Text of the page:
We wrote about this prospect in depth a few months ago, and now Brad Hoylman has take a step towards running for term-limited Speaker Christine Quinn’s seat, opening a campaign account to raise money for a run.
Hoylman, who narrowly lost a Lower Manhattan Council race in 2001, is the well-known chairman of Community Board 2. Others expected to run for the seat include Corey Johnson, the chairman of Community Board 4, and Yetta Kurland, a civil rights lawyer and radio host. All the candidates are LGBT identified.
Hoylman’s Council campaign committee popped up the very day that Quinn stormed out of a rally heralding the passage of the living wage bill, after an attendee criticized Mayor Michael Bloomberg – a close Quinn ally who opposes the bill.
And in his Council race, Hoylman faces a similar balancing act as Quinn, as he runs in a liberal West Side district. The personal politics he espouses are liberal. Yet he has long served as the executive vice-president and general counsel of the Partnership for New York City, a pro-business group with close ties to Quinn and Bloomberg.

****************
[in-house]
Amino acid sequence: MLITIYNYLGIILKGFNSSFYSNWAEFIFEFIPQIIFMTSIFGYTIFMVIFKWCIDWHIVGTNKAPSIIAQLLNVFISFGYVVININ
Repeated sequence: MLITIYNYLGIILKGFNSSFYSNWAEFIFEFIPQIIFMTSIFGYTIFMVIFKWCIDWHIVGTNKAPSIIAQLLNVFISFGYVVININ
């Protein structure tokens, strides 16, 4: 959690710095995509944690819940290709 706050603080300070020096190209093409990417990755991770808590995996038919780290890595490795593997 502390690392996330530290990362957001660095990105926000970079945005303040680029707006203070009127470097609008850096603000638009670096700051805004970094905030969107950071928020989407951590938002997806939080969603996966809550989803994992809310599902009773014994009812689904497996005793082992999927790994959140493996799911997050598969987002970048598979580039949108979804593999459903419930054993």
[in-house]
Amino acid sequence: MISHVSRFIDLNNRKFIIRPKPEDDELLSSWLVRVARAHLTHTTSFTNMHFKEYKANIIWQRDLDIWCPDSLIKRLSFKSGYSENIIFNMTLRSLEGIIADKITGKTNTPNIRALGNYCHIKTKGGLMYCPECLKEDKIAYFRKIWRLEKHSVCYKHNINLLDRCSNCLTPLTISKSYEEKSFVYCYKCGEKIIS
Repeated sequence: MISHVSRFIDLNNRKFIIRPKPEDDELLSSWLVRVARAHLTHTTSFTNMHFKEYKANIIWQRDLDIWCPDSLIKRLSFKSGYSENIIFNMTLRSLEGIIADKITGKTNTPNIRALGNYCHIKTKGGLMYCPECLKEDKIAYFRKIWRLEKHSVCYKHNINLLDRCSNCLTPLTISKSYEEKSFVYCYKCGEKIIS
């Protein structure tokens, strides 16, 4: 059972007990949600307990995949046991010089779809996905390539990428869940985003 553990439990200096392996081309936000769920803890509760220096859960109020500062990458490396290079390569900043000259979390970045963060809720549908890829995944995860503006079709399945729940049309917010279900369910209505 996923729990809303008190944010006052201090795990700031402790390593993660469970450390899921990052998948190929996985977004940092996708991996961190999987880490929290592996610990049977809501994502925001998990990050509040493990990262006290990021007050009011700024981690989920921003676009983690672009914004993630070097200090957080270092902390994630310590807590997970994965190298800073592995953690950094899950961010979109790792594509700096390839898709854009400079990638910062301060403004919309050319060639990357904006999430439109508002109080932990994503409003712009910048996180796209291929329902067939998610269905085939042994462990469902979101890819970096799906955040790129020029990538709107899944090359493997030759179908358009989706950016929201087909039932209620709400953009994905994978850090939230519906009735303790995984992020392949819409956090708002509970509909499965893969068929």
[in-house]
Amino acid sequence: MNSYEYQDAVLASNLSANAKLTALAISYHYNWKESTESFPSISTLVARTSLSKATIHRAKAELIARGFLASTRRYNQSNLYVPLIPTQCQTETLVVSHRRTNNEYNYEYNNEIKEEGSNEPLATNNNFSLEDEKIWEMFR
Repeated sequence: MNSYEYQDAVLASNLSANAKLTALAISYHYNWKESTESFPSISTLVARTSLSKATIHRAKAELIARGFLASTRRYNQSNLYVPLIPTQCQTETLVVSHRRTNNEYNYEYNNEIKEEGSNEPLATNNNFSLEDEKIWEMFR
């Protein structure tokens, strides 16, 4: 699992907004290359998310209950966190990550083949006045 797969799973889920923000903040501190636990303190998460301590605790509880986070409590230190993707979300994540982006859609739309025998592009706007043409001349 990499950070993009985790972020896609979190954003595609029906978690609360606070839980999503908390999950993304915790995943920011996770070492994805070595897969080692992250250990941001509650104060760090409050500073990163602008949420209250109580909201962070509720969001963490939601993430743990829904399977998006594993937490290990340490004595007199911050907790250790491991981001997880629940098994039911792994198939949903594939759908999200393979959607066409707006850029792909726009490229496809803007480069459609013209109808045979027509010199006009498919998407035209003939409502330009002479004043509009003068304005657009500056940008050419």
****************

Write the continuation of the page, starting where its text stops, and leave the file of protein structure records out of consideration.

The situation has grown even more complex for Hoylman after Quinn decided to drop a contentious provision from the living wage bill three weeks ago. That led the the pro-business group, which had initially supported a compromise version of the bill, to drop its support.
Issues such as living wage could well be a litmus test in the Hoylman’s Council race, and the Partnership is now to the right of Quinn on that issue. So I emailed Hoylman about that development, and in an initial email, Hoylman wrote that he was “glad Speaker Quinn reached an agreement.” When asked specifically about his organization pulling support, though, Hoylman did not return a request for comment.
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